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The Massachusetts economy grew at a significantly stronger clip than the U.S. economy during the fourth quarter, marking three consecutive quarters of strong growth, according to data released on Friday by the UMass Donahue Institute.
In its MassBenchmarks report, the institute said real gross domestic product (GDP) for Massachusetts grew at an annualized rate of 4.7 percent in the fourth quarter, compared to an annualized rate of growth of 2.6 percent for the U.S. GDP.
Growth in the state economy during the fourth quarter slowed from 6 percent in the third quarter and 5.2 percent in the second quarter, but the data points to nine months of strong growth after the state economy contracted by 2.4 percent during the first quarter of 2014.
Looking ahead, the state economy is expected to grow at an annualized rate of 5.2 percent over the next six months, according to the MassBenchmarks leading index.
According to the report, payroll employment in Massachusetts expanded at a 2 percent annualized rate in the third and fourth quarters, employment levels in the fourth quarter were 1.7 percent higher than in the fourth quarter of 2013, and the state's jobless rate fell from 6 percent in September to 5.5 percent in December. Also, wage and salary income grew at an annualized rate of 10.7 percent in the fourth quarter and was 6 percent higher than in the fourth quarter of 2013.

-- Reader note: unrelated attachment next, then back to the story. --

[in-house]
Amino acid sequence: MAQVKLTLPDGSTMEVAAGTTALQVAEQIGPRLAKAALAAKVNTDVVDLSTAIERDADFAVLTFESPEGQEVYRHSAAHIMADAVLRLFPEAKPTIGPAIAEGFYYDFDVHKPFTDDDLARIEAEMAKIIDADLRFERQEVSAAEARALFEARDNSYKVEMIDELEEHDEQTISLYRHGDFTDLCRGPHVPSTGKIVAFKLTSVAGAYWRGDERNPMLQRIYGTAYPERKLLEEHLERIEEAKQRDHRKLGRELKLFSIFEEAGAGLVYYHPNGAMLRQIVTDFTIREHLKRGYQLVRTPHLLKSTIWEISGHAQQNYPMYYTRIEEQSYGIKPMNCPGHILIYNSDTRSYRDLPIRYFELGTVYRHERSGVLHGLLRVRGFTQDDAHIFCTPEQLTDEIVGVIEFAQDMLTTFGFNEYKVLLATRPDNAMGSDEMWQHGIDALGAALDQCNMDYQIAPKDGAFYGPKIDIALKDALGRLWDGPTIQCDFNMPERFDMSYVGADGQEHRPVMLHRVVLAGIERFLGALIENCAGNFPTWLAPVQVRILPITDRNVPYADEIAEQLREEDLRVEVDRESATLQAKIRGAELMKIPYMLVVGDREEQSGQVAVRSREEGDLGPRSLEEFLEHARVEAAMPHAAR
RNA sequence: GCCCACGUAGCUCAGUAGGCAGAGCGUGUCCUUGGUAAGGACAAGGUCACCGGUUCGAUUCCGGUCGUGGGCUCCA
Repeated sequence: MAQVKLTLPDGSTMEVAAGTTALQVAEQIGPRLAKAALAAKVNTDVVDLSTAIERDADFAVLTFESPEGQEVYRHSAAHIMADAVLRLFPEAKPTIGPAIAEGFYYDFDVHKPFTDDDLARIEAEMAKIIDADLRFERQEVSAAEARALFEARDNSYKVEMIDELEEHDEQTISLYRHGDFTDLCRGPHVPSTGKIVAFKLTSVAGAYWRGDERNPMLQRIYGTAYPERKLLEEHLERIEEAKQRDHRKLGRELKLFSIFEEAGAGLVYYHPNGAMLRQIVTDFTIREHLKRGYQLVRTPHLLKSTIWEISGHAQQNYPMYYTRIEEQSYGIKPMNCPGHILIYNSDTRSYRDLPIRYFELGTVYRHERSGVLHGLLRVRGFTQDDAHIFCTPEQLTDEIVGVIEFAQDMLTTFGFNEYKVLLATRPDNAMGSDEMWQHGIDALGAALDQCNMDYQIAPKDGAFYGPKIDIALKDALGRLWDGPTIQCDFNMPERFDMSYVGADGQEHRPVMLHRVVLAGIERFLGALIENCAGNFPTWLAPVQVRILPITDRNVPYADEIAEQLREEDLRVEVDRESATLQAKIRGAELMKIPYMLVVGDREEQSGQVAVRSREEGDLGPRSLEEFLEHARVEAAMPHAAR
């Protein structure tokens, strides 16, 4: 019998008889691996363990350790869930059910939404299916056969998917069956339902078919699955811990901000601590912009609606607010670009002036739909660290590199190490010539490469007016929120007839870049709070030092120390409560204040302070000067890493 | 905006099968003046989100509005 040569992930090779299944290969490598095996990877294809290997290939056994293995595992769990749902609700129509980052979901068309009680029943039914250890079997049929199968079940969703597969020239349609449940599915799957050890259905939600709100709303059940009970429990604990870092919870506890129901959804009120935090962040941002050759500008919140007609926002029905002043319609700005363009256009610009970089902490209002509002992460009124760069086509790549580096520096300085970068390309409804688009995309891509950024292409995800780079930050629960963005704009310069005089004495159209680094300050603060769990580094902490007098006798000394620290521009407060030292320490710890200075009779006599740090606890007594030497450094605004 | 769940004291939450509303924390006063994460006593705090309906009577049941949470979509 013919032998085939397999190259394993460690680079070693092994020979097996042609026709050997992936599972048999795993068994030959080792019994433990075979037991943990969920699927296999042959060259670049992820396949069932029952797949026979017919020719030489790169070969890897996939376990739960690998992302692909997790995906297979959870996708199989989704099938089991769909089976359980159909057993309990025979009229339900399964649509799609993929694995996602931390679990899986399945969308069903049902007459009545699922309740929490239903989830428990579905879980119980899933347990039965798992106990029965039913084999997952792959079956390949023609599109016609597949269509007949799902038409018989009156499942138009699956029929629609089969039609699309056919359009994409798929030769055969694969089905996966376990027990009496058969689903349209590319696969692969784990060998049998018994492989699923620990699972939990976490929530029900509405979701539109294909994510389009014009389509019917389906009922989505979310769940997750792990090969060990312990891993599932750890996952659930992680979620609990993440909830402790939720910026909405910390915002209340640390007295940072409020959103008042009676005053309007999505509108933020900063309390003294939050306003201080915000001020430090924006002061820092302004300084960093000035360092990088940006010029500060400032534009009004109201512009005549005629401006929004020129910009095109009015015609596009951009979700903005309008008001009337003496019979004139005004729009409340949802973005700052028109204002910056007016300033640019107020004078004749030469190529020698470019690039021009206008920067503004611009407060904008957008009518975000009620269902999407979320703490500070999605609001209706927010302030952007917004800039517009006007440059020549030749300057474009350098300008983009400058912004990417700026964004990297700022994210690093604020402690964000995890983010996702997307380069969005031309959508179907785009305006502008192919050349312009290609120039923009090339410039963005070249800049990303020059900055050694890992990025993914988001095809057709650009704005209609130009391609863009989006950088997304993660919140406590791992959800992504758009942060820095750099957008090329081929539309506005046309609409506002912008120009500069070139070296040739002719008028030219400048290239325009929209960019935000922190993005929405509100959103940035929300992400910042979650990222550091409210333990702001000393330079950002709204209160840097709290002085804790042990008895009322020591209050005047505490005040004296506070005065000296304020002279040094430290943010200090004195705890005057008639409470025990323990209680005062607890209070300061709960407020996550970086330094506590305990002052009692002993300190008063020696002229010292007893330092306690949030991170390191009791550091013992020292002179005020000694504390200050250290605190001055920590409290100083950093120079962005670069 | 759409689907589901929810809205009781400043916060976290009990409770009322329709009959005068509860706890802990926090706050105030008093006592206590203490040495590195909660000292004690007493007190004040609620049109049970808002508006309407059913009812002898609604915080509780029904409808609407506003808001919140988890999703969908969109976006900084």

The strong economic news contrasts with a more bleak state budget picture on Beacon Hill where Gov. Charlie Baker is studying his options to close a midyear budget deficit he estimates at $765 million and which he attributes largely to overspending. State tax collections have largely met budget targets half way into fiscal 2015.
"The budget gap for FY '15 doesn't have that much to do with the state's economic performance or even the state's revenue receipts," said Dr. Michael Goodman, co-editor of MassBenchmarks and executive director of the Public Policy Center at UMass-Dartmouth.
Calling the state's economic growth "quite robust," Goodman noted unbudgeted health care expenses, including some tied to the Health Connector's website problems, appear a major factor behind the state budget difficulties. "Hopefully these are one-time expenses," he said.
This week's blizzard was a reminder of the lost productivity, property damage and other costs that can accompany cold winter weather and major storms. Economists have said cold weather and storms during the first quarter of 2014 were a factor in slowing economic growth.
Goodman said bad winter weather can merely delay some economic activity as people stay indoors. But he said stores that serve lunch, for example, or individuals paid by the hour, can't make up for business and wages lost when storms disrupt normal patterns.
"There are all of these cascading effects that come with the winter," he said.
Baker said Thursday that he plans to brief legislative leaders on his budget-balancing plans and related legislation early next week. Former Gov. Deval Patrick made unilateral budget cuts late last year, and budget stakeholders are on edge about additional cuts from Baker.
Massachusetts added a net 60,000 jobs in 2014, the most since 2000, The state's labor force grew at a 4.5 percent annual rate during the fourth quarter of 2014, and grew by 83,300 people between December 2013 and December 2014.
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